Meghan Markle and Prince Harry have spent the past two months largely out of the spotlight, living their lives privately in their Montecito home, where they’ve been quarantining during the coronavirus pandemic with their one-year-old son Archie. But this afternoon, details about the Duke and Duchess of Sussex’s first surprise event of 2021 emerged: The couple crashed one of Get Lit, a youth poetry organization’s, Zoom poetry classes.
The organization revealed the news on its Instagram, sharing a screenshot from the Zoom call. “Guess who surprised our poetry class this weekend?!” the organization wrote on its Instagram. “It was the best weekend EVER! Prince Harry and Meghan, The Duke and Duchess of Sussex, were magic and kind and interested in poetry! The Duchess even shared some of her favorite poetry lines. We are so grateful for their visit in honor of Black History Month. It goes down as most epic experience in Get Lit history!!!”
Royal reporter Omid Scobie shared a close-up of Meghan and Harry’s Zoom screen on his Twitter. Behind them is a painting, giving fans another rare look into their home and how they decorated it.
Meghan and Harry’s Get Lit appearance comes one day after National Youth Poet Laureate Amanda Gorman gave the first-ever poetry reciting during the Super Bowl. Ahead of her big game performance, Gorman spoke to former First Lady Michelle Obama for Time about her experience with imposter syndrome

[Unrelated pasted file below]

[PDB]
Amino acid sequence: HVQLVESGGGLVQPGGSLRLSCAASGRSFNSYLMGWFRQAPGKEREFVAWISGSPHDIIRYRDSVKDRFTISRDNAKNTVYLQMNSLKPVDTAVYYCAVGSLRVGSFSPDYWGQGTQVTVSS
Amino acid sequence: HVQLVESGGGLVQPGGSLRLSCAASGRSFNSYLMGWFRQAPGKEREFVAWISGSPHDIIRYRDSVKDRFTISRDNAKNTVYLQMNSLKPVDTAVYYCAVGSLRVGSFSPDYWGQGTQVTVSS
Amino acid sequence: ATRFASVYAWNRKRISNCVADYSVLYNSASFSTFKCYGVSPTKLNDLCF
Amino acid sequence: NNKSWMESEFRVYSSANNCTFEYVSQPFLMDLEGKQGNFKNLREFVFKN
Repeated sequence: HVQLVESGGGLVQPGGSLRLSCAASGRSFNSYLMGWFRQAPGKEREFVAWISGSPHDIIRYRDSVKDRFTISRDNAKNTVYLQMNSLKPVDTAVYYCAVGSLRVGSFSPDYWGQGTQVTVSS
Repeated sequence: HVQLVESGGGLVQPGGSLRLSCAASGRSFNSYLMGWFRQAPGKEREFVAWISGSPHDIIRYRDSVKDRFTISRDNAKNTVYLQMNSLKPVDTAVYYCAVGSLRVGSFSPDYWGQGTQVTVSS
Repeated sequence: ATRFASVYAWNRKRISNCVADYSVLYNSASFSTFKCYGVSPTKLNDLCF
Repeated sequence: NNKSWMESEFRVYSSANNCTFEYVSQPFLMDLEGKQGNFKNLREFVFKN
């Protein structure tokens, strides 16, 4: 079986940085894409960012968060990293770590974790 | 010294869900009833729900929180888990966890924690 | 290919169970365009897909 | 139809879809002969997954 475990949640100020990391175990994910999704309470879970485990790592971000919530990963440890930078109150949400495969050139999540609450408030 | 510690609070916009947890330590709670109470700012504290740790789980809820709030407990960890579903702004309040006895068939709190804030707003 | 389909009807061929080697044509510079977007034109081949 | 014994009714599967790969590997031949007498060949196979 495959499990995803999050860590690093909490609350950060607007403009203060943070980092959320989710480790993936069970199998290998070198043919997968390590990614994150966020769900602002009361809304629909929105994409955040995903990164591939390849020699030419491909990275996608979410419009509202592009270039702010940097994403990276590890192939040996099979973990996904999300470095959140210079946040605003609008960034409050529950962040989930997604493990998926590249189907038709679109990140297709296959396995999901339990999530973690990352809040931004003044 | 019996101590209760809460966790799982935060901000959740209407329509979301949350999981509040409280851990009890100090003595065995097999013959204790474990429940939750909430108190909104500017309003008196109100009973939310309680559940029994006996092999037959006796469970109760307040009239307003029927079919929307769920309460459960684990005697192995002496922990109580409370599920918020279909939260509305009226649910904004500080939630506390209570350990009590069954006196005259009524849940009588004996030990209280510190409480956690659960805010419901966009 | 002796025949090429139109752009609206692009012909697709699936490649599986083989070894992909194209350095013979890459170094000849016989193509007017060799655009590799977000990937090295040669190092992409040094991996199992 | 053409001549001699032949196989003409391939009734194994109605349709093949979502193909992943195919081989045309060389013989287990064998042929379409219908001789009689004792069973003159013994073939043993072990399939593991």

“Speaking in public as a Black girl is already daunting enough, just coming onstage with my dark skin and my hair and my race—that in itself is inviting a type of people that have not often been welcomed or celebrated in the public sphere,” she said. “Beyond that, as someone with a speech impediment, that impostor syndrome has always been exacerbated because there’s the concern, Is the content of what I’m saying good enough? And then the additional fear, Is the way I’m saying it good enough?“
Gorman also reflected on the power of poetry, following her viral inauguration poem reading. “Poetry and language are often at the heartbeat of movements for change,” Gorman told Obama. “If we look to the Black Lives Matter protests, you see banners that say, They buried us but they didn’t know we were seeds. That’s poetry being marshaled to speak of racial justice. If you analyze Martin Luther King’s ‘I Have a Dream’ speech, it’s a great document of rhetoric that’s also a great document of poetry, of imagery, of song. Never underestimate the power of art as the language of the people.”
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